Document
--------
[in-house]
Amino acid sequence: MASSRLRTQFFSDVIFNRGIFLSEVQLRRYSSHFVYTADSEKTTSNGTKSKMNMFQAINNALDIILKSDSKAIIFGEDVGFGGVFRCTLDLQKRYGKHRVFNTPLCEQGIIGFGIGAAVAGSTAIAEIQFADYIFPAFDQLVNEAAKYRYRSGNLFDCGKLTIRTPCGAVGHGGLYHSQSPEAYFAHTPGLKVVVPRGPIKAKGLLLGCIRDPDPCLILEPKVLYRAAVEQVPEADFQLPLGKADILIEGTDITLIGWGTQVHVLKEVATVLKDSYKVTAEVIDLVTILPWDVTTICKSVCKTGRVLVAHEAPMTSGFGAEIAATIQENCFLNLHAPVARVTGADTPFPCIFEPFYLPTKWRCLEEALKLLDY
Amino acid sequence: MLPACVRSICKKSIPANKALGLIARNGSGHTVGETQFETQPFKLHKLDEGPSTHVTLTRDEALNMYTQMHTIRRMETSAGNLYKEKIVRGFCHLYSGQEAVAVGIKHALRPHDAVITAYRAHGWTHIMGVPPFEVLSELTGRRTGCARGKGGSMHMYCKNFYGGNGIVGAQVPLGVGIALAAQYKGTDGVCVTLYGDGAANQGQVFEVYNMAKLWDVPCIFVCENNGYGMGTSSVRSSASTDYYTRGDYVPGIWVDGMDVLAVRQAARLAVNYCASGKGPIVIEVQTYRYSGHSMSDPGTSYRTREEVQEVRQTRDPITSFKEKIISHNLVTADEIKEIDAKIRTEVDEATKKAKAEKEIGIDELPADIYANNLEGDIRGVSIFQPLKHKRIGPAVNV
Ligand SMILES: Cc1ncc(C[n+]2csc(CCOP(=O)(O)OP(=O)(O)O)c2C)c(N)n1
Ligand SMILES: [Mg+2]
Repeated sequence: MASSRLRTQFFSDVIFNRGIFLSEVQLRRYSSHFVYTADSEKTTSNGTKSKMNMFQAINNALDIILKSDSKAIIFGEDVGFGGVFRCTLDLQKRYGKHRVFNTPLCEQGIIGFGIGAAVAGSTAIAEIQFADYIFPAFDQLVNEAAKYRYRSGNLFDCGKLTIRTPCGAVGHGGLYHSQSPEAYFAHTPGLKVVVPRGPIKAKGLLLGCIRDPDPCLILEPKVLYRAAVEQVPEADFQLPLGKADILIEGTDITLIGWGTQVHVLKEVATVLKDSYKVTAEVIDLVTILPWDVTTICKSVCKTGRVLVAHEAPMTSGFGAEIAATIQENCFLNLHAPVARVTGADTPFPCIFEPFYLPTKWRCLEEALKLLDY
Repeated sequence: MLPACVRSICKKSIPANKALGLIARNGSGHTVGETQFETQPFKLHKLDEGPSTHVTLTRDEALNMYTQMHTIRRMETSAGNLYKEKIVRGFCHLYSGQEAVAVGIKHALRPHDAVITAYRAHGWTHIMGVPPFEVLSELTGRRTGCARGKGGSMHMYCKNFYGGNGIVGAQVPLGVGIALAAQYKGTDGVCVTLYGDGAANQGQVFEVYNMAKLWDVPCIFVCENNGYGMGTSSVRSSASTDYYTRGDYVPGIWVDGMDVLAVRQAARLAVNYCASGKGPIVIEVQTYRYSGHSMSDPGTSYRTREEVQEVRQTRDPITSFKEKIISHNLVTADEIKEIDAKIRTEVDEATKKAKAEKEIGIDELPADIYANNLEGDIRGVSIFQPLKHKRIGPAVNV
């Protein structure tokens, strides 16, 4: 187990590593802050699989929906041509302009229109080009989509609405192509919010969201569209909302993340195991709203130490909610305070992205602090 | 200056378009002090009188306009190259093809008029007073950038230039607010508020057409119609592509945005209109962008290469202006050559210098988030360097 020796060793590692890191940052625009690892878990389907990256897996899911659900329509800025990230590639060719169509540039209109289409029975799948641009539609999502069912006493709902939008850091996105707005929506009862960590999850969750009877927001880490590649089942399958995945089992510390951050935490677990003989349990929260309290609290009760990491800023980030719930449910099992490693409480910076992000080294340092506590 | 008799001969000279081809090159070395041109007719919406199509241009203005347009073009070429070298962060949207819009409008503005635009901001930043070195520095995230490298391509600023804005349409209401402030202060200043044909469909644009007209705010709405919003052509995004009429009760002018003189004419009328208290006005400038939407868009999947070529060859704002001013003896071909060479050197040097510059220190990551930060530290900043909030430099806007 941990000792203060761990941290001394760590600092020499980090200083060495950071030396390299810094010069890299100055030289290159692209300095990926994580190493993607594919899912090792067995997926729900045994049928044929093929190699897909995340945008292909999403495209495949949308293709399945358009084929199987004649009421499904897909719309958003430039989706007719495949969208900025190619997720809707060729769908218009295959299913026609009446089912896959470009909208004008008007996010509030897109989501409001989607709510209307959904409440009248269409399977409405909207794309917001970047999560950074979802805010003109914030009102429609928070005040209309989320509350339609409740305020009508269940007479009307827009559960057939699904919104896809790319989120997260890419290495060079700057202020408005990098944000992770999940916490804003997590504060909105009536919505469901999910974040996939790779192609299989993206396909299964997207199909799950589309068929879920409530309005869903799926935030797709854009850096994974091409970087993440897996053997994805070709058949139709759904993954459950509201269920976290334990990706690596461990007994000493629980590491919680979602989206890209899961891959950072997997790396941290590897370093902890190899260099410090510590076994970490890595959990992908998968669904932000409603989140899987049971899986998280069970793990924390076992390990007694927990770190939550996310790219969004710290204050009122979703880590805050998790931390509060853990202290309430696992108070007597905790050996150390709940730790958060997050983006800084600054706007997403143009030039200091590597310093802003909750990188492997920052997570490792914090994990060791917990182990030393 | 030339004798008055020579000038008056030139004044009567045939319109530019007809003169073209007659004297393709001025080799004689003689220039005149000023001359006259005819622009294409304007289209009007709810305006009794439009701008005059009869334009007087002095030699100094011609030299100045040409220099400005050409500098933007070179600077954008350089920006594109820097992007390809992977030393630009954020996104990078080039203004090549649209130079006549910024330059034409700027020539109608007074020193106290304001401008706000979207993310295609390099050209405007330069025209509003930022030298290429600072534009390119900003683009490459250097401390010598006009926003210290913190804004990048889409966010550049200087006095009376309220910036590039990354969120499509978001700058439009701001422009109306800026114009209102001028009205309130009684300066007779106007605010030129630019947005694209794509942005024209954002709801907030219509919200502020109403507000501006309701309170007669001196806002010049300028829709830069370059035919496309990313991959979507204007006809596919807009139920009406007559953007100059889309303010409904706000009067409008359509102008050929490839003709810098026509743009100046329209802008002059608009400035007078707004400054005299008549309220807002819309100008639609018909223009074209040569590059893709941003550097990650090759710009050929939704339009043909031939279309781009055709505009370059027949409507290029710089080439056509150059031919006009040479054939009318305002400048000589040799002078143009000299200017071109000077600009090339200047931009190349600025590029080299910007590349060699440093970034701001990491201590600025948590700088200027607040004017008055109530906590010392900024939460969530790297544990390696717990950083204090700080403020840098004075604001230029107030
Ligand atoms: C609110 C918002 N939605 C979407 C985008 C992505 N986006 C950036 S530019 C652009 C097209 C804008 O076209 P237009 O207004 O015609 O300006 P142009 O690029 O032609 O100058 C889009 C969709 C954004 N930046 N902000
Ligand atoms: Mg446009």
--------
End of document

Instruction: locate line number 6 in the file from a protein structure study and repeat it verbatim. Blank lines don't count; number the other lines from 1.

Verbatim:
Repeated sequence: MASSRLRTQFFSDVIFNRGIFLSEVQLRRYSSHFVYTADSEKTTSNGTKSKMNMFQAINNALDIILKSDSKAIIFGEDVGFGGVFRCTLDLQKRYGKHRVFNTPLCEQGIIGFGIGAAVAGSTAIAEIQFADYIFPAFDQLVNEAAKYRYRSGNLFDCGKLTIRTPCGAVGHGGLYHSQSPEAYFAHTPGLKVVVPRGPIKAKGLLLGCIRDPDPCLILEPKVLYRAAVEQVPEADFQLPLGKADILIEGTDITLIGWGTQVHVLKEVATVLKDSYKVTAEVIDLVTILPWDVTTICKSVCKTGRVLVAHEAPMTSGFGAEIAATIQENCFLNLHAPVARVTGADTPFPCIFEPFYLPTKWRCLEEALKLLDY